(TECH NEWS) Tracking your time worked as a freelancer can easily be lost in the shuffle. A new tool has been designed to make this important aspect easier.
After years of searching for a method that works for me in terms of organization and productivity, the answer seemed to be simple: a calendar I can write on and Post-It notes. This method is a little old school, but seems to get the job done for my organizational needs.
However, there are some things that slip through the cracks with this method, but it’s more user error than it is the actual practice. One thing I struggle with is keeping track of my freelance hours this way.
I have a tendency to guesstimate how much time I worked throughout the day and know that I wind up underdocumenting my hours. I would hate to know how much money I’ve missed out on keeping (sometimes inaccurate) handwritten notes.
But, like many other small scale issues, there is a simple solution. And that is found in the form of time trackers.
One of the newest members to join the online time tracker team is Clockify, who operates under the idea of “your time, your rules.” It is a free time tracking tool designed for agencies and freelancers.
Clockify allows users to manage as many team members, projects, and workspaces that you need in an effort to help your business run smoothly. This allows for a complete overview of team productivity.
The tool offers a way to enter time manually as well as clock time automatically. This way you can keep tabs on what you’re working on and assign and label time logs to the appropriate clients.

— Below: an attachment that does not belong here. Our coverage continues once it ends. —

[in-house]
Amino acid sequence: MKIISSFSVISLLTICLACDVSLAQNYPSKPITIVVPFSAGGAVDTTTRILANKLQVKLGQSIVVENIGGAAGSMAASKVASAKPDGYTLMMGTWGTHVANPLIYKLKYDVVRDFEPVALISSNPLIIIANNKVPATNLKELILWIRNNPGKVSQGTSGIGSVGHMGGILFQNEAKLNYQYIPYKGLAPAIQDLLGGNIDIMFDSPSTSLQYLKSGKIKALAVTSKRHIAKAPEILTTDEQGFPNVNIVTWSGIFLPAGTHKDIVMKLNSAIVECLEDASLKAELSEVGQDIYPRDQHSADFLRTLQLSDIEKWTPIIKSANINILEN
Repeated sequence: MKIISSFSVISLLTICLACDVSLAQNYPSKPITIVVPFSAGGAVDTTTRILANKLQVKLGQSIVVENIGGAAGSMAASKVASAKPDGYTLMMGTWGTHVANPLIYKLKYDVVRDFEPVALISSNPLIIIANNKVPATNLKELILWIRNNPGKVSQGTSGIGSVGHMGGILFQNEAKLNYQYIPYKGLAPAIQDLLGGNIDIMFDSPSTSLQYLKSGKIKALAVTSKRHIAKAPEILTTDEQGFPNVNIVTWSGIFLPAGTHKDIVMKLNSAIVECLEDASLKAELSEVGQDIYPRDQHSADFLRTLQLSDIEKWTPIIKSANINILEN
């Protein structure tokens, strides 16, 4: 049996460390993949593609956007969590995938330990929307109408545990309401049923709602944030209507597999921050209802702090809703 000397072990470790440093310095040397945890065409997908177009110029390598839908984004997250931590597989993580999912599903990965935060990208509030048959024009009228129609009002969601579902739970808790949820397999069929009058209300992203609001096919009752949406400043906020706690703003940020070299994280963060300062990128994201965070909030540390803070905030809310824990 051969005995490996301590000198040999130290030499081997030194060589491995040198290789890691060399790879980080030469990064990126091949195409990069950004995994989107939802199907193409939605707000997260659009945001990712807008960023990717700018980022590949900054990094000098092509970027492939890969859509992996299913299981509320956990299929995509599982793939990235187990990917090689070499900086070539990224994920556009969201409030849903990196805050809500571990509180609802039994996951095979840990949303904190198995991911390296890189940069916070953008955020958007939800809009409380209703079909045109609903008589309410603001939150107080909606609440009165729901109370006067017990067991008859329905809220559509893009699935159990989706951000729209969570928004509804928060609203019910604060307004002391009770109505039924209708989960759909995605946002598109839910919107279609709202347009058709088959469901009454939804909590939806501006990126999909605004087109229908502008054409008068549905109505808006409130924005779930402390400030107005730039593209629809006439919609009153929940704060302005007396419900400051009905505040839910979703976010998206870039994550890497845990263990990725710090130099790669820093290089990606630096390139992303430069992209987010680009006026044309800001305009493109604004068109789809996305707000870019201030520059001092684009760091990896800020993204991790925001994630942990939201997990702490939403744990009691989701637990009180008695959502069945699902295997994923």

With this time tracking, you are able to generate weekly, monthly, and annual reports at any given time. These reports can be saved, exported, and shared with clients to give them more information about your work process.
The real-time tracking helps to improve business efficiency and gives more insight into what each team member is spending their time on. Having this information available can give visual representation of how to improve in the future.
Clockify currently exists in desktop format with iOS and Android apps coming soon.
Russia vetoed cryptocurrency and came back with CryptoRuble
(TECH NEWS) Russia put a hard pass on other cryptocurrencies in their country so that they could hop in the crypto-game with their own CryptoRuble.
Just days after The American Genius reported that the Russian Central Bank would attempt to block access to cryptocurrency trading cites, the Coin Telegraph has reported that the Russian government will issue its very own cryptocurrency, the CryptoRuble.